FCC Unsure SpaceX Satellites Can Hit Low-Latency Goals





This week, the Federal Communications Commission expressed uncertainty over whether SpaceX and other companies developing low-Earth orbit (LEO) satellite networks for internet delivery can offer latencies below 100 milliseconds (ms). Hitting that mark could allow satellite providers to apply for rural broadband funding as low-latency providers, but the FCC’s latest statements cast doubt on whether providers can overcome that hurdle.

In general, latency is the time between an input and a response, and when it comes to internet service, lower latency can provide more pleasant browsing experiences. In online gaming circles, responsiveness is vital and latency of around 100ms or more can be considered severe and could dramatically impact gameplay.

Traditional satellite internet providers have typically offered up relatively high latency compared to other delivery methods due to the distance information has to travel back and forth via geostationary satellites. And while SpaceX’s Starlink and other companies leveraging low-Earth orbit satellites don’t have quite the distance to cover, the FCC still has reservations about LEO satellite providers truly delivering low-latency access.

“Satellites in low-Earth orbit are not subject to the same propagation latency limitations as higher orbiting satellites,” the FCC said in its order. “We are, however, unaware of any low earth orbit network capable of providing a mass market retail broadband service to residential consumers that could meet the Commission’s 100ms round-trip latency requirements.”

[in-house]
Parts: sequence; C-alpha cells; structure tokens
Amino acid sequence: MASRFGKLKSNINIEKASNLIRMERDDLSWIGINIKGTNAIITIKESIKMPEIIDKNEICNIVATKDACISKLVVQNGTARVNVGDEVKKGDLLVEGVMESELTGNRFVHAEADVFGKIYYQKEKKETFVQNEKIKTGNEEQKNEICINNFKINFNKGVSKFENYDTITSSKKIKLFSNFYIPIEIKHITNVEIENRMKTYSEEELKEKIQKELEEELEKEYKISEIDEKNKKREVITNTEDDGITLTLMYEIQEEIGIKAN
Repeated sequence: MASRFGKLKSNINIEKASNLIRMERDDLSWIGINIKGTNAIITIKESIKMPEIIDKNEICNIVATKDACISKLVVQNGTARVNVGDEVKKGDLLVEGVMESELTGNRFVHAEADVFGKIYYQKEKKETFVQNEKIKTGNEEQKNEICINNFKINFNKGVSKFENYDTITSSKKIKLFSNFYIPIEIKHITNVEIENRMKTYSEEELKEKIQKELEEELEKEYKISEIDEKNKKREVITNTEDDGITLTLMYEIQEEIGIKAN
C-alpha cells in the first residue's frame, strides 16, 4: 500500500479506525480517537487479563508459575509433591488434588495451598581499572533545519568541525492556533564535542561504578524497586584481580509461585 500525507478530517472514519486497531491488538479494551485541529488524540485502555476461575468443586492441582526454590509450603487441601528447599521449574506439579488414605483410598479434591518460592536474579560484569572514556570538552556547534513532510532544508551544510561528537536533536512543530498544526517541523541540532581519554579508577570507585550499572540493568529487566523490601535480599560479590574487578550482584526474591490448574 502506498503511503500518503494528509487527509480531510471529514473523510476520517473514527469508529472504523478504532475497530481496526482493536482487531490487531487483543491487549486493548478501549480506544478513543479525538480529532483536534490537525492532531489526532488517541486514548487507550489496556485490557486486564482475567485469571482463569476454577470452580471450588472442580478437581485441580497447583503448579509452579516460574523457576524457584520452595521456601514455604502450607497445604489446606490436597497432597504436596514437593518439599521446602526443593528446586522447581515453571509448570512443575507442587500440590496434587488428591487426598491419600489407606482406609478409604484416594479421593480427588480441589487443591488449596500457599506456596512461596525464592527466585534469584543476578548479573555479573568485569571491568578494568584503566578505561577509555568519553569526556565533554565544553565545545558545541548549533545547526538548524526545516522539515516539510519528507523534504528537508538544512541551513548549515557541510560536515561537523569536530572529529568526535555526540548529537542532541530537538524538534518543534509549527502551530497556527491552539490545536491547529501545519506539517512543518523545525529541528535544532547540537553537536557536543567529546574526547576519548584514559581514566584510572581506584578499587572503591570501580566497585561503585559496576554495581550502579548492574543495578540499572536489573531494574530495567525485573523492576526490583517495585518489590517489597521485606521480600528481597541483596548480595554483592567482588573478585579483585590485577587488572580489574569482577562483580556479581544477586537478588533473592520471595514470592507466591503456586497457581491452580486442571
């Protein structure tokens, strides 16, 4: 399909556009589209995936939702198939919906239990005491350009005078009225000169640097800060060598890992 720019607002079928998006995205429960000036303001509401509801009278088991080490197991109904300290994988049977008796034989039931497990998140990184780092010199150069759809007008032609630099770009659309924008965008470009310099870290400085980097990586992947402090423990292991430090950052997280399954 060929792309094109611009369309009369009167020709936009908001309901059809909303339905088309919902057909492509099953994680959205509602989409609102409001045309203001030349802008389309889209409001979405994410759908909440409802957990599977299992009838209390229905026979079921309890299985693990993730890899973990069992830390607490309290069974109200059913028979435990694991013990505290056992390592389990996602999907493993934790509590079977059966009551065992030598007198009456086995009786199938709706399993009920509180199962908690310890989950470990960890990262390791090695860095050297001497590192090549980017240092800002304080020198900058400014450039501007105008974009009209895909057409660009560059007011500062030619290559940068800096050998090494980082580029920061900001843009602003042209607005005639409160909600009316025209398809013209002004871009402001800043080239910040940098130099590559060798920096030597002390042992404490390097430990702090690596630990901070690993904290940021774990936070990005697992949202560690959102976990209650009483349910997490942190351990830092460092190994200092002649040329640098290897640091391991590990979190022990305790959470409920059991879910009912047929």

Low-latency providers will have an advantage when it comes to the FCC’s Rural Digital Opportunity Fund auction, which is set to begin on October 29th. With $16 billion in funding over 10 years at stake, crossing the low-latency hurdle could be vital to satellite providers.

Earlier this year, SpaceX told the FCC its delivery system “easily clears” the 100ms requirement, even when considering worst-case scenarios. However, time might be against SpaceX. The company still plans to offer service to areas of the US and Canada this year, but applications for the auction are due by 6pm ET on July 15th.

We’ll continue to track the latest developments and keep you up-to-date as we learn more.

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